- Livan Hernandez in 2004 became the most recent pitcher to post a losing record while leading his league in IP, BF and CG. Who is the last AL pitcher to do this? (Dennis Martinez, 1979)
- Mark DeRosa played over 500 games and compiled over 2000 AB aged 31-34, both marks exceeding his career totals through age 30. Which expansion era player did the same, after debuting before age 25 (like DeRosa) and playing fewer games than DeRosa through age 30? (Mike Easler)
- Vladimir Guerrero in 2002 became the second NL player (after Duke Snider in 1950) to lead his league in H, TB and CS. Which two AL players did the same? (Ty Cobb 1915, Snuffy Stirnweiss 1945)
- Randy Choate’s 14 seasons with fewer than 50 IP are the most for any pitcher. Among pitchers with 10 or more such seasons, who recorded the most career IP? (Jesse Orosco)
- Chris Carpenter posted a 3.07 career ERA in the NL, but a 4.83 mark in the AL, a 1.76 run difference between leagues that is the largest among pitchers with 2000 IP careers including 800 IP in each league. Which pitcher in that group has the biggest ERA difference favoring his AL service? (Barry Zito, 1.04 ER better in AL)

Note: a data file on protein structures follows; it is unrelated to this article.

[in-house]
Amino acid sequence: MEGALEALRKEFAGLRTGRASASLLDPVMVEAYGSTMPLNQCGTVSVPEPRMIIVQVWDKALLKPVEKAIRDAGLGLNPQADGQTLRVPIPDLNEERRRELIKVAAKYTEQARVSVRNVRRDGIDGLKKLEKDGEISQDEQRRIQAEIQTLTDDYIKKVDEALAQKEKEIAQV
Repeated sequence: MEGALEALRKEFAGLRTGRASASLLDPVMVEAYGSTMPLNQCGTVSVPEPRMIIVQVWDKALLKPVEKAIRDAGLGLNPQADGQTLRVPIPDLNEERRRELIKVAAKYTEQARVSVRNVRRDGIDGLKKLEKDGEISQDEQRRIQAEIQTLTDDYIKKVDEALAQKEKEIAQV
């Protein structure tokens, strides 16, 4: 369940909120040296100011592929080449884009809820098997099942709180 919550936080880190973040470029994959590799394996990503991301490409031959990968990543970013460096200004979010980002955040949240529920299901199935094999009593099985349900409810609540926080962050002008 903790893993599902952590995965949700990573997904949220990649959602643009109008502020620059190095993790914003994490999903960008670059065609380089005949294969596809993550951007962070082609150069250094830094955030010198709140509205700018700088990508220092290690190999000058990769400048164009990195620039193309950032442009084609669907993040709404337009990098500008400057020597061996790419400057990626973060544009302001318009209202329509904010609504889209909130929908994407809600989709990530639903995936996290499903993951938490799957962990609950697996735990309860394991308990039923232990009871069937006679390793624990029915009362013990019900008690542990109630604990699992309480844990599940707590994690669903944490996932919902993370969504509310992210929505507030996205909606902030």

- Luis Castillo’s 1683 games at 2B ranks as the third highest total among players with no games at any other position. Which player leads that list? (Bobby Doerr: 1852 games; or, allowing DH games, Lou Whitaker: 2308 games)
- Francisco Cordero is the only player to pitch 200 games for the Reds and Rangers. Which teammate of Cordero’s also played 200 games for each of those franchises? (Laynce Nix)
- Rod Barajas is the only non-pitcher to compile a 1000 game career and hit only one triple. Which non-pitcher had the longest career without hitting any triples? (Johnny Estrada, 612 games)
- Carlos Guillen recorded a qualified .300/.400/.500 season in 2006. Before Guillen, who was the last shortstop with such a season aged 30 or older? (Lou Boudreau, 1948)